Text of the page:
• Thanks, glad you like it! I am suggesting that effort is made to answer anything and everything. I know that resources, especially in local government, are scarce but in most instances aiming to respond is do-able. I work on the principle that answers = respect.

      I don’t expect agreement on this but here’s why I think so:

      *Angry people ranting may well have started out polite but got increasingly frustrated by being moved from one person in your organisation and other services to the next, and end up feeling like they’re being ignored or messed around. It happens a lot. We don’t always know what they’ve been though and have a chance to try to satisfy them.

      *Social media shouldn’t be too different to other customer facing services and we wouldn’t encourage, say, a receptionist in council offices to stay silent or walk away if somebody visited and said something critical or rhetorical. A ‘your comment has been noted’ would do in many cases as a minimum.

      *In a local government context, no person is more important than another – just because someone is critical it doesn’t mean they should be treated differently to someone who isn’t critical.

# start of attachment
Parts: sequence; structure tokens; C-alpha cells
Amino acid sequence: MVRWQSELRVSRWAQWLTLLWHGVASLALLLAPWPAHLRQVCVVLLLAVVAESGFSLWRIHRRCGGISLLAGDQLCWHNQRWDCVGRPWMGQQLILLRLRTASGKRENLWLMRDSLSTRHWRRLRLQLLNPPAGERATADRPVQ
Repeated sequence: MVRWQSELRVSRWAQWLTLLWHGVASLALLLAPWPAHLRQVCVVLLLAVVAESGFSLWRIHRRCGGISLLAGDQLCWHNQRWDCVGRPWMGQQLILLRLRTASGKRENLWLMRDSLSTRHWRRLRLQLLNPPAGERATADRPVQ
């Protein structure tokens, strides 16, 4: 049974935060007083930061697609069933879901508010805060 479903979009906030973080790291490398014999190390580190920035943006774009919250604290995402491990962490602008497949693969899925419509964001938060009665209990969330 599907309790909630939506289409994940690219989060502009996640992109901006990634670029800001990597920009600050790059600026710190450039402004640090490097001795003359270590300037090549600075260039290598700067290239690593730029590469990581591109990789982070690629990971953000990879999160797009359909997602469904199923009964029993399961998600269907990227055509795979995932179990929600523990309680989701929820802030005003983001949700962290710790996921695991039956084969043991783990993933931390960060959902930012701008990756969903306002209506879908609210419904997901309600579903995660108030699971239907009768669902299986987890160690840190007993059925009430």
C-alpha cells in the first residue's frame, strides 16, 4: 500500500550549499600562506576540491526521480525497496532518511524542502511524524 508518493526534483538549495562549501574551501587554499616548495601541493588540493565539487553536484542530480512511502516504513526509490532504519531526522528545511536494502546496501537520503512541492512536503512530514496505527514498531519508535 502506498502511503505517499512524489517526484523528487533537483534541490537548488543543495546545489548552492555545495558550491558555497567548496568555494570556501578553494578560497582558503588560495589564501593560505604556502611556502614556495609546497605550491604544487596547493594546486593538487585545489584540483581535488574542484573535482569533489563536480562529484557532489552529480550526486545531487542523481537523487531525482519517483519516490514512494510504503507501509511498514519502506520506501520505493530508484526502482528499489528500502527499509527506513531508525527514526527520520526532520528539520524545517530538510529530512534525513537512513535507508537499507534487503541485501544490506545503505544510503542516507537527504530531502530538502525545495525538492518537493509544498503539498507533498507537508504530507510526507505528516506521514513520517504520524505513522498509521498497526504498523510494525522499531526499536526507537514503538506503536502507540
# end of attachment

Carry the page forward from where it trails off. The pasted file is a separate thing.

*My personal experience is that when those who are most frustrated get answers they are satisfied with, they become louder supporters of what you do than those who were always satisfied. I wonder if there is a psychological explanation for this? Or perhaps the people I’m thinking of in this case just don’t hold a grudge. One or two ‘persistent’ people said a fond farewell when I left the council I worked for recently, they appreciated the efforts my team made even if they’re still a bit iffy about the answers!